However, Circuit Judge Ruggero Aldisert wrote for the court in a case involving a former employee of The Vanguard Group, such reductions have to be made according to specific criteria set out in the plan, reports Human Resource Executive Online. The plans have to be pegged to production or working a certain number of hours.
The appellate court rejected arguments by former Vanguard Financial Administrator Robert Sommer that the suburban Philadelphia financial services firm acted improperly in cutting his 2001 bonus by $1,788 after he took two months medical leave. Sommer’s leave, for treatment of “major depression and generalized anxiety,” was taken under the Family and Medical Leave Act (FMLA).
Upholding a lower court ruling, Aldisert wrote that the FMLA holds ” that, while on FMLA leave, an employee is not entitled to the actual accrual of any right of employment but is entitled to those rights of employment ‘to which the employee would have been entitled had the employee not taken the leave.'”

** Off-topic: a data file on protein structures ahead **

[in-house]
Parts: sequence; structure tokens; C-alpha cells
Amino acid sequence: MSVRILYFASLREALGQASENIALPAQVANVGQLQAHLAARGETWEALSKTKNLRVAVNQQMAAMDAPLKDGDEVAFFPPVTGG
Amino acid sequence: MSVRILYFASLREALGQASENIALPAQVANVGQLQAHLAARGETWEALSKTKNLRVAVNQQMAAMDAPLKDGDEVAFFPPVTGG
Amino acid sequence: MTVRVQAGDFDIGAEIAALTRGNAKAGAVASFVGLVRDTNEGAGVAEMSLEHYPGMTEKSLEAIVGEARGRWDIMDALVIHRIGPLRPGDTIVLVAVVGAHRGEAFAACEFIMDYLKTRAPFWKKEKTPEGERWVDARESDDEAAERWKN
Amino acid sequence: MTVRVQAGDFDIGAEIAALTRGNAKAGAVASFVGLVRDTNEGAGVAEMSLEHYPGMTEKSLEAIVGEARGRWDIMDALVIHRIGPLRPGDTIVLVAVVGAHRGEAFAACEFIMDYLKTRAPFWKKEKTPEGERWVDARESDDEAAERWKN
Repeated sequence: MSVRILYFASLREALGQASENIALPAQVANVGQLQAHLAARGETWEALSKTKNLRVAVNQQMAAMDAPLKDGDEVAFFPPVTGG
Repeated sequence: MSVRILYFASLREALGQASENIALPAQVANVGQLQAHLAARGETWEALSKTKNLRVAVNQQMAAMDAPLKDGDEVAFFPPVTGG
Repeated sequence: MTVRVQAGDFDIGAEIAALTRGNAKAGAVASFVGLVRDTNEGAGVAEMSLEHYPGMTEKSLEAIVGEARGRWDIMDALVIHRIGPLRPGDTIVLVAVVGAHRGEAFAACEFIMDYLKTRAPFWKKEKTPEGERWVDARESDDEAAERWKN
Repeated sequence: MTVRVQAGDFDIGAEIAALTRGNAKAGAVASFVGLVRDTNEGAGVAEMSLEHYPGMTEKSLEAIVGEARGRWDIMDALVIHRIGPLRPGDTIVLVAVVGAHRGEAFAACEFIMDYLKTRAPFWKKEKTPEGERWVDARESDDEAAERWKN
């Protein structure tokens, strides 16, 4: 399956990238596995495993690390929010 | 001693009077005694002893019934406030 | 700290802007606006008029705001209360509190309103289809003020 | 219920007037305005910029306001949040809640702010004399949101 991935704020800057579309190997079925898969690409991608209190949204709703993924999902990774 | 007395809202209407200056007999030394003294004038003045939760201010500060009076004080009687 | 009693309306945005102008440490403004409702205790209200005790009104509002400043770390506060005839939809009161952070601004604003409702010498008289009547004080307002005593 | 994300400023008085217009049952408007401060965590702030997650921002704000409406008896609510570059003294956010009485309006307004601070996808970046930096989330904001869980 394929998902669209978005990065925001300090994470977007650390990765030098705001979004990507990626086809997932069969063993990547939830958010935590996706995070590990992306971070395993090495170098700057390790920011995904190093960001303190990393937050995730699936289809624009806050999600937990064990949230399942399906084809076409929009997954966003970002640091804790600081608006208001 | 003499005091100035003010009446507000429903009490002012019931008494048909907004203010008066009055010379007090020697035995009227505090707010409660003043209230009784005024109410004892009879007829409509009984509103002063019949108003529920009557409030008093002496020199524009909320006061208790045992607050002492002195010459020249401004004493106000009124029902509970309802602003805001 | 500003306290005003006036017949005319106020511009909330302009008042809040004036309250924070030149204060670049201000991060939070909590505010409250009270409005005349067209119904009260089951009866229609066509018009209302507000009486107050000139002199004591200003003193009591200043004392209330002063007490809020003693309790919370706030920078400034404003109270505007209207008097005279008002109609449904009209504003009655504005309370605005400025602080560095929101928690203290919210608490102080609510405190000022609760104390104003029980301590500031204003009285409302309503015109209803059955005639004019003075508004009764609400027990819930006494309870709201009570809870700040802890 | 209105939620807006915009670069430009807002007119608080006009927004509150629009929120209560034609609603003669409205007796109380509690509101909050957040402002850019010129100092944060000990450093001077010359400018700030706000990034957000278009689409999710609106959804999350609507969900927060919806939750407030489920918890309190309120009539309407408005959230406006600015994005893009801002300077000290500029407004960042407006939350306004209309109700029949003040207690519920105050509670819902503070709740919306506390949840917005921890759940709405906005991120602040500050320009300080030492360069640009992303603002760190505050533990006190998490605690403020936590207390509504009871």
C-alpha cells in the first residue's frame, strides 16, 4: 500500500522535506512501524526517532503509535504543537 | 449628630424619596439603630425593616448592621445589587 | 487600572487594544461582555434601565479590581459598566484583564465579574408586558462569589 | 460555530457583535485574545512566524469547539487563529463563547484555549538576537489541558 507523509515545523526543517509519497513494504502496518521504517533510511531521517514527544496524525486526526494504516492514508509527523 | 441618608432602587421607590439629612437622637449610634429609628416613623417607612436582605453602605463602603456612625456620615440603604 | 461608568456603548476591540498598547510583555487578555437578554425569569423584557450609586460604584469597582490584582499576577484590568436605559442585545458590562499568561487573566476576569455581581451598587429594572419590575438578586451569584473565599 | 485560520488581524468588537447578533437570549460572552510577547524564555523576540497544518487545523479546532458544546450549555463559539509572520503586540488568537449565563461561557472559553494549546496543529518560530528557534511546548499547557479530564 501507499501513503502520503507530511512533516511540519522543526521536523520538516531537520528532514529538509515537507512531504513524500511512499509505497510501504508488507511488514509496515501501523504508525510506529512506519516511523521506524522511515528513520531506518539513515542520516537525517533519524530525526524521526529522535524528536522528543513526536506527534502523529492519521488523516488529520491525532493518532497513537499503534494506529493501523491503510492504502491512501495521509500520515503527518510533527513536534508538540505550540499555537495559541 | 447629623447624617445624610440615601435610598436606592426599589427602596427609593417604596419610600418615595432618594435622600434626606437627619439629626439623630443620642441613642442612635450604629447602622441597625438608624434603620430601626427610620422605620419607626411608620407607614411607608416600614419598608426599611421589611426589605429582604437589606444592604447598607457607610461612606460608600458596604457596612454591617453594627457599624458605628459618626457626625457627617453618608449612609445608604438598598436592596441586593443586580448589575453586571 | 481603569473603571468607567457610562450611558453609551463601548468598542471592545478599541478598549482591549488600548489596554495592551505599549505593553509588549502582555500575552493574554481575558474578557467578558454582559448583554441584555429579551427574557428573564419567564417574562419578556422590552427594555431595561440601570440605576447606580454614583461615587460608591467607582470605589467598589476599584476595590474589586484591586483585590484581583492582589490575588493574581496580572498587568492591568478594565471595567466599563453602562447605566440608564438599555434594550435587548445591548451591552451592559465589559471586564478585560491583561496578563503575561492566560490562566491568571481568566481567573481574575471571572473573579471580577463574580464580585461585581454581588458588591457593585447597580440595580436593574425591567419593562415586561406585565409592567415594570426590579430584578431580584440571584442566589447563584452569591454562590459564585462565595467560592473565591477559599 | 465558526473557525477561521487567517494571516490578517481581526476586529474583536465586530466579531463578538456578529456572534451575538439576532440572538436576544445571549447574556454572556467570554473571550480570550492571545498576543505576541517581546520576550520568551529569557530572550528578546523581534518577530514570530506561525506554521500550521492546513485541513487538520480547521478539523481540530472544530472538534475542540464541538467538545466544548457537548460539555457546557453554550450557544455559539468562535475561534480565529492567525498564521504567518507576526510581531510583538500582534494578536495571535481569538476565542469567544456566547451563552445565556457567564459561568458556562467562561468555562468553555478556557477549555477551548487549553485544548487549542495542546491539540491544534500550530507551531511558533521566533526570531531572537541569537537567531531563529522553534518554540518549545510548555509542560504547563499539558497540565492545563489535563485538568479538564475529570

Qualification for the Vanguard bonus, Aldisert noted, was based on employment on the last day of the calendar year, on the date of the plan’s distribution and all days in between. The amount of the bonus was based on the Vanguard employee’s job level, length of service to the company and hours worked. The Vanguard bonus policy set a target of 1,950 hours worked as a threshold for the full bonus, Aldisert said.
The ruling in Sommer versus The Vanguard Group is here .